The third of children who are far behind on the first day of kindergarten are the third of children who wind up involved with juvenile services as teens and eventually fall into the criminal justice system, Daeke said.
For that reason, the Partnership for Children is launching a program that will give books to new parents who pledge to read to their children, a key step toward school readiness.
“Readiness for school … may be the No. 1 factor for any change in terms of long term,” Shearin said. “I can tell you by the time a child is in the fourth grade his odds for surviving.” That means making it through school and avoiding crime.
Eckerd Youth Alternatives, which runs Camp E-Ten-Etu in Manson, is moving into programs aimed at preventing juvenile delinquency and other problems, said Dave Hardesty, the regional director. He said those programs target children ages 3 to 7.
“Anything we can do prior to the time that our pre-K program begins is extremely important,” Shearin said, adding that only a fourth of children in Vance County are ready when they start school.
For those in the school system who are behind, Shearin said, extra instructional time is proving effective. Vance County Schools used $2 million in new state money this year, a result of the Leandro school-equity lawsuit, to set up after-school programs that allow children to get an extra 90 minutes of teaching four days a week.
And in a good precedent for the Working Group, 17 churches are providing tutorial services to Vance County Schools, Shearin said.
Bridges, who lost a bid for district judge last year, addressed the problem of how the criminal justice system handles juveniles. He said Vance County has only a half-day per month for juvenile court, and “we are suffering today because of it.”
The police chief noted that as with adult offenders, Vance County has more juvenile cases than either of the two larger, wealthier counties that are grouped with Vance and Warren in the 9th Judicial District, Franklin and Granville.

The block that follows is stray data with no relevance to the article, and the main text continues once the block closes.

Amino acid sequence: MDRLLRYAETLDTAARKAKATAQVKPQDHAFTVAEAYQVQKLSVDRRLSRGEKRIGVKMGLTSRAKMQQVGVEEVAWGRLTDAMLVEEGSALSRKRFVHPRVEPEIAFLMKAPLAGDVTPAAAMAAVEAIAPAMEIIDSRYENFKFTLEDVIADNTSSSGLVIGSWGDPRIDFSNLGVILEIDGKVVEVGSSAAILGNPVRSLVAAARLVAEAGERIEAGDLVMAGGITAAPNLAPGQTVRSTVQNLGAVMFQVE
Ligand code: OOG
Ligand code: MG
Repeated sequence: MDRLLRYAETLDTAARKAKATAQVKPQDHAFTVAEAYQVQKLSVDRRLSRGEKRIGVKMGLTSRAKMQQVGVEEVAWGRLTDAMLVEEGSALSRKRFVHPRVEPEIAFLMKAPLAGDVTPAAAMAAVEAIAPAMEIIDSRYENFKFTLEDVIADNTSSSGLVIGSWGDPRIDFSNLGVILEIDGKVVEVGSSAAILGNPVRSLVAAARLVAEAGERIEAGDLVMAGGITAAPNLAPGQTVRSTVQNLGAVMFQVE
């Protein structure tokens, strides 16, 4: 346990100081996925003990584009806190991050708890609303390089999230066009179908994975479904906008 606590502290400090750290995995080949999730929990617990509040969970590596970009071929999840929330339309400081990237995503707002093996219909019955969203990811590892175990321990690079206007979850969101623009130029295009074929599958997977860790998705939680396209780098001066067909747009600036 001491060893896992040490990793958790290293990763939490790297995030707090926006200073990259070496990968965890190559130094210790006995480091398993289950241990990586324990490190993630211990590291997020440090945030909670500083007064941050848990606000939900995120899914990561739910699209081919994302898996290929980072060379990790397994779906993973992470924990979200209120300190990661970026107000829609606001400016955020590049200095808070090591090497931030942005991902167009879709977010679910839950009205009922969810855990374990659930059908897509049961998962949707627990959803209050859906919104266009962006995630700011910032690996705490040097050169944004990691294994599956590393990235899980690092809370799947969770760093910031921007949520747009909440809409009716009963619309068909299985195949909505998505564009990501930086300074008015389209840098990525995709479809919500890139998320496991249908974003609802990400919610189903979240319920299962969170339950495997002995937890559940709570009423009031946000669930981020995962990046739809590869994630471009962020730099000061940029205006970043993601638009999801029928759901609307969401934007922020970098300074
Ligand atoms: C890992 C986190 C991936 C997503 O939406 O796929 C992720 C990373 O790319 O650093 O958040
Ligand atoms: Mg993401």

But Vance doesn’t have any more time for juvenile court, and those cases share a court day with domestic cases, a mix that Bridges said provides a terrible example for troubled youths on how to act as adults.
Ellis raised the idea of a teen court, in which juveniles accused of minor offenses are tried and judged by their peers and face sentences of community service. That program would help, Bridges said, but not solve the problem.
He advocated a full day of juvenile court each month, and the working group formed a subcommittee of Rogers, Green and juvenile court counselor Cynthia Yancey to make that case to Chief District Judge Charles Wilkinson and the clerk of court.
Rogers also is collecting a database of the services provided by all of the agencies in the task force.
“We need a tight, written statement, assessment, of all the problems in this community,” and that compilation can be compared with the programs available to reveal the gaps the group must fill, Green said.
“It’s not a matter of picking and choosing,” he said. “Sometimes we get into an argument about whether we should do this or whether we should do that, when the answer is that we should be doing all of them.”